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Gunpowder works at Kennall Vale

List Entry Summary

This monument is scheduled under the Ancient Monuments and Archaeological Areas Act 1979 as amended as it appears to the Secretary of State to be of national importance. This entry is a copy, the original is held by the Department for Culture, Media and Sport.

Name: Gunpowder works at Kennall Vale

List entry Number: 1020143

Location

The monument may lie within the boundary of more than one authority.

County:

District: Cornwall

District Type: Unitary Authority

Parish: St. Gluvias

County:

District: Cornwall

District Type: Unitary Authority

Parish: Stithians

National Park: Not applicable to this List entry.

Grade: Not applicable to this List entry.

Date first scheduled: 19-Jul-1999

Date of most recent amendment: 09-Apr-2001

Legacy System Information

The contents of this record have been generated from a legacy data system.

Legacy System: RSM

UID: 15541

Asset Groupings

This list entry does not comprise part of an Asset Grouping. Asset Groupings are not part of the official record but are added later for information.

List entry Description

Summary of Monument

Legacy Record - This information may be included in the List Entry Details.

Reasons for Designation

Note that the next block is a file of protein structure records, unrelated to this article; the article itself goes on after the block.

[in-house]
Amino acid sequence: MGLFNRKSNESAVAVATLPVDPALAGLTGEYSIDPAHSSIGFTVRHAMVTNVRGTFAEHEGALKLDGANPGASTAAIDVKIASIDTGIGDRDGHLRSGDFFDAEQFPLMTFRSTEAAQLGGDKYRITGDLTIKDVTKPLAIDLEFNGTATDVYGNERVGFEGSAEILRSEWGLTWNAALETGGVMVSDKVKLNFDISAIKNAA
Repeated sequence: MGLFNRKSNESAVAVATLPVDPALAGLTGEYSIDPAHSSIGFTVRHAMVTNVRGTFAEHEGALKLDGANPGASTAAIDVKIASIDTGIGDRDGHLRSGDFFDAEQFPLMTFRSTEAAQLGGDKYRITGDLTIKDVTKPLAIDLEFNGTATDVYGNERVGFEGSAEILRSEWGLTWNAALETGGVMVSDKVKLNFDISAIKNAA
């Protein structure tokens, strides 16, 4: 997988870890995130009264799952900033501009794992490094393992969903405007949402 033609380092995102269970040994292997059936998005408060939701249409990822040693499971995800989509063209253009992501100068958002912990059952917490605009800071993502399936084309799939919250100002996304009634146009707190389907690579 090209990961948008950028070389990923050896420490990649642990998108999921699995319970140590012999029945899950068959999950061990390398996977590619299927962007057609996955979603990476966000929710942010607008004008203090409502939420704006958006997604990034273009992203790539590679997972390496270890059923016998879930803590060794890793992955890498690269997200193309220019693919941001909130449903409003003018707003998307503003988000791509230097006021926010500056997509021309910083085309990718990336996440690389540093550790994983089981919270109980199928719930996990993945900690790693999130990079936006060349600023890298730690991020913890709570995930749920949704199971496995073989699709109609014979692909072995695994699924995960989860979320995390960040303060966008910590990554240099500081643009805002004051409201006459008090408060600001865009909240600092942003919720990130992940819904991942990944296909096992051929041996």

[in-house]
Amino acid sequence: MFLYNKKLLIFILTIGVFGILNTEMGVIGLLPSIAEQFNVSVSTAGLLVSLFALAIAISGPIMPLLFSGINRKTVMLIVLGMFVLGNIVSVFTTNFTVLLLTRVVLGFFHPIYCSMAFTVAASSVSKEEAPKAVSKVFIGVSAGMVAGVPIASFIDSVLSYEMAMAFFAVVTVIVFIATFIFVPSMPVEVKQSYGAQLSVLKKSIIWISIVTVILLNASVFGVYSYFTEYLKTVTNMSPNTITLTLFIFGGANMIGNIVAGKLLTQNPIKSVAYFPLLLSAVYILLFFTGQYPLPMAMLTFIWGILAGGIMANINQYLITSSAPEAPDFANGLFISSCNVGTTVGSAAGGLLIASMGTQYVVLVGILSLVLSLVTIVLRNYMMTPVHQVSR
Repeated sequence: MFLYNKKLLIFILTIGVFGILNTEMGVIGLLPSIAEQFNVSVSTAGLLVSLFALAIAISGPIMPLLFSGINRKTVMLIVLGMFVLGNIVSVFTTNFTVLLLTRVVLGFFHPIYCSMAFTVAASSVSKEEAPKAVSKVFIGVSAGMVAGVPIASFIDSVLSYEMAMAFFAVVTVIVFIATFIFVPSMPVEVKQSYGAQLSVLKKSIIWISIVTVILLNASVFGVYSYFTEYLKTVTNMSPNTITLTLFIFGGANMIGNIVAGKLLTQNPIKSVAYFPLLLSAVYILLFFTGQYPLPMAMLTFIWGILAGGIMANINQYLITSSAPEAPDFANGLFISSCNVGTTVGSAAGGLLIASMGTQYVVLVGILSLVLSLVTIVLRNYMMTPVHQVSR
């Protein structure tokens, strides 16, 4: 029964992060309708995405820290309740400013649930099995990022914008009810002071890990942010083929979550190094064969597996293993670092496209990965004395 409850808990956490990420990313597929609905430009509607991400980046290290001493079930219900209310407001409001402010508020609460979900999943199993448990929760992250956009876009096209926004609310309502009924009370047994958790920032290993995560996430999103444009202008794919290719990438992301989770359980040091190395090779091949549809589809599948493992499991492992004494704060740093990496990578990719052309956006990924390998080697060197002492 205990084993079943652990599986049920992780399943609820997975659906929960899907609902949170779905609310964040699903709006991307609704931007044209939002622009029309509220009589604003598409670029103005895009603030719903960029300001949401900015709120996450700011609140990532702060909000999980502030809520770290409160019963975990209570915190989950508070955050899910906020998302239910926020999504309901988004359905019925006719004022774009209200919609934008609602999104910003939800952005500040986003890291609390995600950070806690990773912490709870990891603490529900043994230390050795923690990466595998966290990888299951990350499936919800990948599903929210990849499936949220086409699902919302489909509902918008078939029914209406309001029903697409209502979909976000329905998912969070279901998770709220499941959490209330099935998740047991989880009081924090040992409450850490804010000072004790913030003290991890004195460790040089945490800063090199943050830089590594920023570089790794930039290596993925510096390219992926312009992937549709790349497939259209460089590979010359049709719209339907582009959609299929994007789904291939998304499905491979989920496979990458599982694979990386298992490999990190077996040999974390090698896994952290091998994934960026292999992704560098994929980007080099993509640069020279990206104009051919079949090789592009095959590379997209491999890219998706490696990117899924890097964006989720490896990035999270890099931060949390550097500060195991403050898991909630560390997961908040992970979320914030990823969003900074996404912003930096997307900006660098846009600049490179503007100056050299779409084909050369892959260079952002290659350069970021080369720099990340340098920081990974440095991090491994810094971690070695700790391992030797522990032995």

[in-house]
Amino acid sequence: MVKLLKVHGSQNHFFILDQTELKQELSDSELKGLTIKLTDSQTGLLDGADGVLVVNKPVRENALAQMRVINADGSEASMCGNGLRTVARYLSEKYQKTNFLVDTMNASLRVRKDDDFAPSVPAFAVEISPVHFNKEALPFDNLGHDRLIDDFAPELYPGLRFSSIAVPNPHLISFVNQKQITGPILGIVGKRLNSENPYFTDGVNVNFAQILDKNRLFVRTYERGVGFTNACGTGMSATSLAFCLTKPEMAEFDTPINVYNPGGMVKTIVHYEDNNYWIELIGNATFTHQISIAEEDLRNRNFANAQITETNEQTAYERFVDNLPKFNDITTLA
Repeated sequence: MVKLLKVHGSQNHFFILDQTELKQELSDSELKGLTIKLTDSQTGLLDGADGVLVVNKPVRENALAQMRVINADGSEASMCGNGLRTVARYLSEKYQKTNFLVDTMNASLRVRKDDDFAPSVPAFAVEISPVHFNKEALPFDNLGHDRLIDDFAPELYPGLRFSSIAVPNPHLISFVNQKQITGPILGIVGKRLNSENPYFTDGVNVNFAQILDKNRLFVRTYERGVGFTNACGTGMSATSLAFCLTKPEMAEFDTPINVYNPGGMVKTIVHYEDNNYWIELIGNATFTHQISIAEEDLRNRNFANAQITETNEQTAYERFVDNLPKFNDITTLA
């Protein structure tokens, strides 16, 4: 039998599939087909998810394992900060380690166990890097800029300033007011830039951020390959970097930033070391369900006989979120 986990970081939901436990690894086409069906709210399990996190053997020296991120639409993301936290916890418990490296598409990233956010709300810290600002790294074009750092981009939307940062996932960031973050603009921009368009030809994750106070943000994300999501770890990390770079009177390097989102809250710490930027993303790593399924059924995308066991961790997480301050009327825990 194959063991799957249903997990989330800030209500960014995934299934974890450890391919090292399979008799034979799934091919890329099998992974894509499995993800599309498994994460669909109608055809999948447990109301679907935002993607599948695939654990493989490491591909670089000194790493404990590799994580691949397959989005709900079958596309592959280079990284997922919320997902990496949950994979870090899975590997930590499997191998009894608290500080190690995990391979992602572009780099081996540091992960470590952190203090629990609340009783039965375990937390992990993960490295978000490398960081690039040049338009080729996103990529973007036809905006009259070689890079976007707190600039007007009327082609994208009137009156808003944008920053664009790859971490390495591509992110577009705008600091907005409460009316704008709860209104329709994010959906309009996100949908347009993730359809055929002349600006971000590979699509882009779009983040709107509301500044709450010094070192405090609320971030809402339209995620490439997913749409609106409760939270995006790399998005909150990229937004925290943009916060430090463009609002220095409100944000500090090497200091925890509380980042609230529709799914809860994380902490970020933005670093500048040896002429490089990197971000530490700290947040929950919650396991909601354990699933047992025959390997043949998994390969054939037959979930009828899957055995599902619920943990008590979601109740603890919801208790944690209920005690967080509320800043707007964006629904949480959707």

Gunpowder was the only explosive available for military use and for blasting in mines and quarries until the mid-19th century. Water-powered manufacturing mills were established in England from the mid-16th century, although powder had been prepared by hand for at least 200 years. The industry expanded until the late 19th century when high explosives began to replace gunpowder. Its manufacture declined dramatically after the First World War with British production ceasing in 1976. The technology of gunpowder manufacture became increasingly complex through time with the gradual mechanisation of what were essentially hand-worked operations. Waterwheels were introduced in the 16th century, and steam engines and water turbines from the 19th century. Pressing and corning were also introduced between the 16th and 19th centuries to improve the powders. Pressing improved the explosive power of the mill cake and corning broke the pressing cake into different sizes and graded it with respect to its fineness. Additional techniques were developed throughout the 17th, 18th and 19th centuries to improve the quality and consistency of the finished product, and this in turn resulted in a variety of types of powders; ranging from large coarse-grained blasting powders used in mines and quarries, to fine varieties used, for example, in sporting guns. Gunpowder manufacturing sites are a comparatively rare class of monument with around 60 examples known nationally. Demand for gunpowder centred on the London area (for military supply), other ports (for trade), and the main metal mining areas. Most gunpowder production was, therefore, in Cumbria, the south west, and the south east around the Thames estuary. The first water-powered mills were established in south east England from the mid-16th century onwards, and many of the major technological improvements were pioneered in those mills. All sites of gunpowder production which retain significant archaeological remains and technological information and survive well will normally be identified as nationally important.